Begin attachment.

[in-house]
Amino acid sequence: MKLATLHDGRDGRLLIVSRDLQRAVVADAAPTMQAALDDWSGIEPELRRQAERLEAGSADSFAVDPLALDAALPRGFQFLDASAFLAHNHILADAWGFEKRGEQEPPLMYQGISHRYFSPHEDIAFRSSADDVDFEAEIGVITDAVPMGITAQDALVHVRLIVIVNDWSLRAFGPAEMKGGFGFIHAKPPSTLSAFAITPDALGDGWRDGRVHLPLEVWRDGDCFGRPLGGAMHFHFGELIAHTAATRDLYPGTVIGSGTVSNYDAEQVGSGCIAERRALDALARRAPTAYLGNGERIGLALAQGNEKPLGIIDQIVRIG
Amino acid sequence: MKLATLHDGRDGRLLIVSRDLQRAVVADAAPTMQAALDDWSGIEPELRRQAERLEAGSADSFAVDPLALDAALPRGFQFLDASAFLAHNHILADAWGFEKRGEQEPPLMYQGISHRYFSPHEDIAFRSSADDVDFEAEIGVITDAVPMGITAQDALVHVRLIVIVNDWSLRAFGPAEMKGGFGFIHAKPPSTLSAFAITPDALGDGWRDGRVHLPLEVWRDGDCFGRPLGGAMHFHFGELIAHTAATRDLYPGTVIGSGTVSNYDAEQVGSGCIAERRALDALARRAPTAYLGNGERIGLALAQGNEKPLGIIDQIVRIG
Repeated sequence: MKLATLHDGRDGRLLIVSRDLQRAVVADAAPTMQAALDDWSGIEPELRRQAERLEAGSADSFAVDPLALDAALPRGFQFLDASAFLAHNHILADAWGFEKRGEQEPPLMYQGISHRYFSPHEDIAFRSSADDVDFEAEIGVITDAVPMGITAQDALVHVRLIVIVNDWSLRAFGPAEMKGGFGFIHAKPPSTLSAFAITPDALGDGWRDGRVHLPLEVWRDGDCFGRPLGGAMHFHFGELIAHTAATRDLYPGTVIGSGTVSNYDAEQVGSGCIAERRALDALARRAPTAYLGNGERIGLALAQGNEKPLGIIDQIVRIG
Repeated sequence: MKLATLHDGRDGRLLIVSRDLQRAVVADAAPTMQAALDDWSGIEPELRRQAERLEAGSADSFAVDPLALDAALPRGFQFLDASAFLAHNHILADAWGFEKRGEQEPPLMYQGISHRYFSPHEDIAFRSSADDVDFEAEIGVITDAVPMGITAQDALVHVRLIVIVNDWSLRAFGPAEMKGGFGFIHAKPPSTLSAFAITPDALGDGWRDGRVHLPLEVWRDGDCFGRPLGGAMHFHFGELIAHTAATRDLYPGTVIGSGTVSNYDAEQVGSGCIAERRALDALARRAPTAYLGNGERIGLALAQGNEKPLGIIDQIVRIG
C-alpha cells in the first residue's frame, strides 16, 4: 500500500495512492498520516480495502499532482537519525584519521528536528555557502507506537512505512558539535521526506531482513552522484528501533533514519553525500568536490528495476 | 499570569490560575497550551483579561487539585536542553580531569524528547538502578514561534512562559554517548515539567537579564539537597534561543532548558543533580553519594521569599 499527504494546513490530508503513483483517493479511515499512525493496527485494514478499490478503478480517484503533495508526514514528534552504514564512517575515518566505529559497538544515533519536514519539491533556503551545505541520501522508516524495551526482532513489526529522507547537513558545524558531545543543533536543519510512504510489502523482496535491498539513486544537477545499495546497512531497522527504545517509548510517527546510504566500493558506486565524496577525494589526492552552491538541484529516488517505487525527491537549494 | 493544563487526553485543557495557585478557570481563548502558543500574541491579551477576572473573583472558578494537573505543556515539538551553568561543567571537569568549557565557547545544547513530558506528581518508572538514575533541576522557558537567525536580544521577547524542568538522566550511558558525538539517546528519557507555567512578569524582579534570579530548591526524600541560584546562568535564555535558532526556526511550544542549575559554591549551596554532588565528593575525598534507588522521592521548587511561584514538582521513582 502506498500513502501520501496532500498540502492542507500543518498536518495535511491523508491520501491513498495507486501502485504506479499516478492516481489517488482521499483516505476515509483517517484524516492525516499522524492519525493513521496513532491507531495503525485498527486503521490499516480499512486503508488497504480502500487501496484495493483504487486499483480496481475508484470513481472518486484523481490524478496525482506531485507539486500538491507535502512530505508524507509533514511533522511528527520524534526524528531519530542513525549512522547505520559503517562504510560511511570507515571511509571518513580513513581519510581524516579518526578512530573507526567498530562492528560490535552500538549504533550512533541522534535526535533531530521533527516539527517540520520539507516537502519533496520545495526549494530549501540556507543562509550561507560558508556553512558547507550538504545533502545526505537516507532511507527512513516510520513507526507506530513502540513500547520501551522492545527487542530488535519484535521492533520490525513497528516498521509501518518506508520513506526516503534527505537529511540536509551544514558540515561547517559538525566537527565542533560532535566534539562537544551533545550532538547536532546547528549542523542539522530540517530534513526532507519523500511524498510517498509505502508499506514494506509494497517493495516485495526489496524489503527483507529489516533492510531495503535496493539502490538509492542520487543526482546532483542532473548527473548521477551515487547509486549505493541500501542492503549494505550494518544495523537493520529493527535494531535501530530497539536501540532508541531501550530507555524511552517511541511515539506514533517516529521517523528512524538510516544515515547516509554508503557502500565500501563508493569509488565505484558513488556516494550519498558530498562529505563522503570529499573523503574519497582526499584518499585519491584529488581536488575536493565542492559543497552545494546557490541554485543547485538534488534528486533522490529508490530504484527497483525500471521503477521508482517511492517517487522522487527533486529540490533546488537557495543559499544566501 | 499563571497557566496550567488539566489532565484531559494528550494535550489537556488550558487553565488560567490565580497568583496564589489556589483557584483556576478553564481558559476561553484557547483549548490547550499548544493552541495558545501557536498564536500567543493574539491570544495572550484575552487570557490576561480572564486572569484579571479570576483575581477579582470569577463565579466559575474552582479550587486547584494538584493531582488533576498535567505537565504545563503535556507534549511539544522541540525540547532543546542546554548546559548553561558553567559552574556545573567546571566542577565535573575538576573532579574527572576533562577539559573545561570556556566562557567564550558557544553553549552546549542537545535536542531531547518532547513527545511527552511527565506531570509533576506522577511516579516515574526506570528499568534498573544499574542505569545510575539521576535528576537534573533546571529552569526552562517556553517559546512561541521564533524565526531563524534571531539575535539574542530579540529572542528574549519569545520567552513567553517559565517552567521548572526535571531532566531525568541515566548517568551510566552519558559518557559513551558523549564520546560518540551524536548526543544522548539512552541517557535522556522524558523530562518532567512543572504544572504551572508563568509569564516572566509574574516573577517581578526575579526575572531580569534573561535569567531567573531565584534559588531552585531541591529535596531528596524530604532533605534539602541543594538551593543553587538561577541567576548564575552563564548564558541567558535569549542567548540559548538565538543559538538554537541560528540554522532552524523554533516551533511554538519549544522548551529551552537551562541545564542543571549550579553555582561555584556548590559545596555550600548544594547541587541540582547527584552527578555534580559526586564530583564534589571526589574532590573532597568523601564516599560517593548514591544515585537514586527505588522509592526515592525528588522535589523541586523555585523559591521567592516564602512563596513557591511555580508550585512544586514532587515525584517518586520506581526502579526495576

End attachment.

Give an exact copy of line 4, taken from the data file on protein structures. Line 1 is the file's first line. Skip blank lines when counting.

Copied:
Repeated sequence: MKLATLHDGRDGRLLIVSRDLQRAVVADAAPTMQAALDDWSGIEPELRRQAERLEAGSADSFAVDPLALDAALPRGFQFLDASAFLAHNHILADAWGFEKRGEQEPPLMYQGISHRYFSPHEDIAFRSSADDVDFEAEIGVITDAVPMGITAQDALVHVRLIVIVNDWSLRAFGPAEMKGGFGFIHAKPPSTLSAFAITPDALGDGWRDGRVHLPLEVWRDGDCFGRPLGGAMHFHFGELIAHTAATRDLYPGTVIGSGTVSNYDAEQVGSGCIAERRALDALARRAPTAYLGNGERIGLALAQGNEKPLGIIDQIVRIG